Seasonal Gardening: Gardeners vs. Joggers, Rose Disease and Live Christmas Trees

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ILLUSTRATION: ADAM CAUFIELD MCCAULEY
Flashy joggers often lose to slow-but-steady gardeners in the "race" to better physical fitness.

The Seasons of the Garden column shares seasonal gardening information and tips with MOTHER EARTH NEWS readers.

Seasonal Gardening: Gardeners vs. Joggers, Rose Disease and Live Christmas Trees

ACCORDING TO EXERCISING Expert Dr. Ronald LaPorte, flashy
joggers often lose to slow-but-steady gardeners in the
“race” to better physical fitness. Why? Because running
workouts demand too much effort and commitment, resulting
in a high dropout rate. The more moderate (and productive!)
effort of gardening attracts and holds far more people.
LaPorte figures that “The Victory Garden” is the best
exercise show on TV and offers his own simple formula for
health: “I’d like to give everyone a garden.”

Exactly one year ago in this column, we briefly mentioned a
disease called rose rosette that afflicts–and often
kills–multiflora roses. (Symptoms include bright red
stems and leaves, thick branches, bleached flowers and
extra thorns.) Since then, we’ve received dozens of
information requests from readers eager to use a little
biological warfare on the pesky briar. Well, don’t plan on
“poxing” those plants just yet. According to U.S.
Department of Agriculture scientists, the disease can
strike cultivated roses, as well.

Rosette was first noticed in 1941 on wild roses in the
western U.S. and has since spread to much of the Midwest.
The disease has attacked some cultivated roses in the
Midwest, but apparently not in the West and Southwest. Why?
No one knows. Researchers are trying to develop reliable
techniques for limiting the spread of the disease (it is
apparently transmitted by the mite Phyllocoptes
fructiphilus
).

But for now, please don’t attempt to import rosette into
your area-the risk to cultivated roses is just too great.
Rather, USDA scientists recommend that you remove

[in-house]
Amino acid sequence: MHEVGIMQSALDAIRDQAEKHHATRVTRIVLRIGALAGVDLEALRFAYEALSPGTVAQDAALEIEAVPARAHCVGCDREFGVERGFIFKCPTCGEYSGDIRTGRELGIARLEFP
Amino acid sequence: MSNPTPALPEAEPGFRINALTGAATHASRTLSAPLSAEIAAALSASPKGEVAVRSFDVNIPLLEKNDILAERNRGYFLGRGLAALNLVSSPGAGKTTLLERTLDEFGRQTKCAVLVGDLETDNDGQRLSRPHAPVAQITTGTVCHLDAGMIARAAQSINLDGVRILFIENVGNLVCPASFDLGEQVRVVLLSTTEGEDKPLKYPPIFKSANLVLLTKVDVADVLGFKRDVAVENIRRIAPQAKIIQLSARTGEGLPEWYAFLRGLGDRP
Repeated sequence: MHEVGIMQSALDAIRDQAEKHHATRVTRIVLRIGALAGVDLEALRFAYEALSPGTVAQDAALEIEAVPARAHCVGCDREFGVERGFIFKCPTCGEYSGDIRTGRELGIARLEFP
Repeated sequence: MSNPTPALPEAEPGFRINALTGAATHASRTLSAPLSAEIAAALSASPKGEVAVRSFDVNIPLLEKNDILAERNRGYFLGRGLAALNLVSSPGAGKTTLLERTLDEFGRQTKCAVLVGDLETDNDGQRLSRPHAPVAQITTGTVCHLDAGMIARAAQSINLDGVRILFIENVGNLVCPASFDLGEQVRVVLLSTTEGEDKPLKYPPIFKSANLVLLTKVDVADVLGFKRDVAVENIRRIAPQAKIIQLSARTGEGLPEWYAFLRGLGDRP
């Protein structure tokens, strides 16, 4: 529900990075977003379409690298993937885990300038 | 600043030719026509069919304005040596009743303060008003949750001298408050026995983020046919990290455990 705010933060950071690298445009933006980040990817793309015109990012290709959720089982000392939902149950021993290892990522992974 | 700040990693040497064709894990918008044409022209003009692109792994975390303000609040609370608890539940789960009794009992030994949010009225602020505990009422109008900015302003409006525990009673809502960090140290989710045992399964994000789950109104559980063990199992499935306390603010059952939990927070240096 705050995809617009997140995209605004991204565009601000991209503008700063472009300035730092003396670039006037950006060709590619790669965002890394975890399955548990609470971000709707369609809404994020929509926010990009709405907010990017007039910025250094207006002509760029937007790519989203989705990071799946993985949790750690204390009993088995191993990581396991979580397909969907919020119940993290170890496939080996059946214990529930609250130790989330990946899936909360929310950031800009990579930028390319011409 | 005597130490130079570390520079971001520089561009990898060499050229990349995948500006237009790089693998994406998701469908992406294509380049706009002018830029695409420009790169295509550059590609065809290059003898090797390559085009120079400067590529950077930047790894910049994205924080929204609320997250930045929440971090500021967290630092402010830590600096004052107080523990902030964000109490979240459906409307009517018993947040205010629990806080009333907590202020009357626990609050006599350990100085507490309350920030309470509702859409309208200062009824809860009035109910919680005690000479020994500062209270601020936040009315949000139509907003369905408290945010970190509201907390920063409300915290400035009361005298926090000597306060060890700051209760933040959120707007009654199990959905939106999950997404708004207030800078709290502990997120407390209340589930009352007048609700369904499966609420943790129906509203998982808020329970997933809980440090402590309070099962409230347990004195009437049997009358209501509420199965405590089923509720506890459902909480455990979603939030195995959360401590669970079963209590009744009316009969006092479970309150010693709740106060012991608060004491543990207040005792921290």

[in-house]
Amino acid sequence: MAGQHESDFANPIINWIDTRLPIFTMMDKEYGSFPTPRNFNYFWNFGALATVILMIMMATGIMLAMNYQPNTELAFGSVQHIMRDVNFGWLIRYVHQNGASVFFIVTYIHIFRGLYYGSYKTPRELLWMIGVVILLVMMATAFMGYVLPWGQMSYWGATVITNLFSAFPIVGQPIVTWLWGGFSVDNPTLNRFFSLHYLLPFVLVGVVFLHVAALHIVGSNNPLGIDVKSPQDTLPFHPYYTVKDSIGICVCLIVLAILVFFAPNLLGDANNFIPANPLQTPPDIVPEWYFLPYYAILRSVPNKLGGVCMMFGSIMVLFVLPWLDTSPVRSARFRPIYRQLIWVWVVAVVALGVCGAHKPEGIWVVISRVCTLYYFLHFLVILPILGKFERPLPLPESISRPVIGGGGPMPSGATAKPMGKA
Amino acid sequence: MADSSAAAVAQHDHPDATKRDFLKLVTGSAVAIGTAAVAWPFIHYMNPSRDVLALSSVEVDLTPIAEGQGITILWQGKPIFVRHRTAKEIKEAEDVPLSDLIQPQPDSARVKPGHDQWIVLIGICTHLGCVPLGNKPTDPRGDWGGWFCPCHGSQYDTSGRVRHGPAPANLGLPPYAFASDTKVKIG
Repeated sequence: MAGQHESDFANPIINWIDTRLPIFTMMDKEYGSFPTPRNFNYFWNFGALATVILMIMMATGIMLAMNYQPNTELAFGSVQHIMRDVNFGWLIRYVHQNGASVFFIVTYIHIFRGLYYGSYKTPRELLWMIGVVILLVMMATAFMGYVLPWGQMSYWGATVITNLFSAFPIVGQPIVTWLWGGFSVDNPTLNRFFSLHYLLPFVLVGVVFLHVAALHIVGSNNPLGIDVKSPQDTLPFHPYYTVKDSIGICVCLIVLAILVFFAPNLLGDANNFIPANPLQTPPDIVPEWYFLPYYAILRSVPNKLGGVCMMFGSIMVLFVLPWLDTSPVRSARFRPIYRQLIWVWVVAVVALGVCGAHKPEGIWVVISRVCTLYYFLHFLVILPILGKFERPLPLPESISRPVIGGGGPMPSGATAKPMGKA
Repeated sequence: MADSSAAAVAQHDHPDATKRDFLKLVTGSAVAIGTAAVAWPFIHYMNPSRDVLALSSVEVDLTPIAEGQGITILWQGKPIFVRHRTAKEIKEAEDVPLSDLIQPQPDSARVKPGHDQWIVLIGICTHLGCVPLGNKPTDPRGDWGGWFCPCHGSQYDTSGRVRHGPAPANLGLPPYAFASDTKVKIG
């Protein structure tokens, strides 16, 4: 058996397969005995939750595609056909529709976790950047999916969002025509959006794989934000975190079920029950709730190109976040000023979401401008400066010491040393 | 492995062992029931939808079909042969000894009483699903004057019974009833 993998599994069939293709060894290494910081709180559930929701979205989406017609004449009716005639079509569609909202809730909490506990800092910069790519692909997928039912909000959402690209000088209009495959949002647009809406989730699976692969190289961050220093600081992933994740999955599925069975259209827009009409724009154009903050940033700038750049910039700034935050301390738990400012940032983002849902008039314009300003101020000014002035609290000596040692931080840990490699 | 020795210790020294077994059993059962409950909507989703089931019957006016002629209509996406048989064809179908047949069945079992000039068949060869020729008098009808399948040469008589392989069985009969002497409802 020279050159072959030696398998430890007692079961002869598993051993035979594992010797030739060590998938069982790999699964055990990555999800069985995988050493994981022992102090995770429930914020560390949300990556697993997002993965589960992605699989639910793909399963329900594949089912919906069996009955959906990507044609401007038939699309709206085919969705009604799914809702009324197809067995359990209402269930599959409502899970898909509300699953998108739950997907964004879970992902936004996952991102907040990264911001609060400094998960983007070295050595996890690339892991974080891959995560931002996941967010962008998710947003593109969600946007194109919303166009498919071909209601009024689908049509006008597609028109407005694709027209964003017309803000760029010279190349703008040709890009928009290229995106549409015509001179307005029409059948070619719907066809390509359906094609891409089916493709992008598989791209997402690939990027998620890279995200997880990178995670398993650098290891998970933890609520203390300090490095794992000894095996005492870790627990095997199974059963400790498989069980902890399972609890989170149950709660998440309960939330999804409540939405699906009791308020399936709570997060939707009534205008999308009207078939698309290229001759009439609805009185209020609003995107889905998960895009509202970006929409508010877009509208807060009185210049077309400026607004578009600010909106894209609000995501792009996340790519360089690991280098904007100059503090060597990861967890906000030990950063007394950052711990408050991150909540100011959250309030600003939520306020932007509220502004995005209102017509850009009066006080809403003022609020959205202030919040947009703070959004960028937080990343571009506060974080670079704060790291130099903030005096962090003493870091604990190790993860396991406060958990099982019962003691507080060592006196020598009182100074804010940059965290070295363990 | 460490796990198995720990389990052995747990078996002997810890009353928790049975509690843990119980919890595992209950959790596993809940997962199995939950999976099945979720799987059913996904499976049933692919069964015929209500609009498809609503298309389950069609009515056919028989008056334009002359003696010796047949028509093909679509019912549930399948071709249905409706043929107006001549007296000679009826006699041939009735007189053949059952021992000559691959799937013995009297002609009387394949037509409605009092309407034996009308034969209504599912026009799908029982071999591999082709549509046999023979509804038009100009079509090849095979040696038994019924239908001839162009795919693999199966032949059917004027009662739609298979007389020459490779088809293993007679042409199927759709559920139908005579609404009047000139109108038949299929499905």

any multiflora roses with rosette symptoms.

Seasonal Gardening Research Briefs

However, a foam chip is not a foam chip . . . McGill University researchers found that some white packing
chips work well when added to potting mixes (for promoting
aeration and drainage), but certain kinds can be toxic to
plants. So use any foam chips on a trial basis at first,
keeping an eye out for wilted or yellowed foliage.

Snowed-under Christmas trees. So you’ve
decided on a live Christmas tree this year–but how
will you keep it healthy until you can plant it next
spring? If you live in the snow belt, take a tip from
Canadian researchers: Just move the tree outdoors and cover
it completely (not just the roots) with snow. A greenhouse
or just-below-freezing chamber also works well.

No picnic for whiteflies. Want a durable
yet very inexpensive way to trap those whiteflies that
infest your indoor plants? Smear some petroleum jelly on
both sides of a few yellow plastic picnic plates and hang
them near the plants with string or wire.

Cool tropics. Experiments have shown that,
contrary to popular advice, cool water (between 50 degrees Fahrenheit and
86 degrees Fahrenheit) is OK for irrigating tropical foliage plants.
Cold (36 degrees Fahrenheit) water, though, does promote leaf dropping.

Arnold Schwarzenseed? Fact or
folklore–do germinating seeds really exert enough
force to crack sidewalks? No way, say Cornell
experimenters. After testing nine kinds of vegetable seeds,
they found that even snap beans, the mightiest of the lot,
produced less than a pound of push per seed.

Kudos for Chemlawn! A year ago, the giant
lawn care company quietly decided to stop using 2,4-D
herbicide. Banning the controversial pesticide was
reportedly “an expensive decision,” but it has improved the
company’s insurance rates and ability to recruit new
employees.

Bravo for Burpee! The largest mail-order
company in the U.S. has withdrawn all woodland wildflowers
and native ferns from its catalogues, to keep from selling
plants collected from the wild. In the future, Burpee will
sell only nursery-propagated plants.

EDITOR’S NOTE: Greg and Pat Williams raise most of their own food on a small farm and publish HortIdeas, a fine newsletter on gardening research and products (available for $10 a year from G. & P. Williams, Gravel Switch, KY).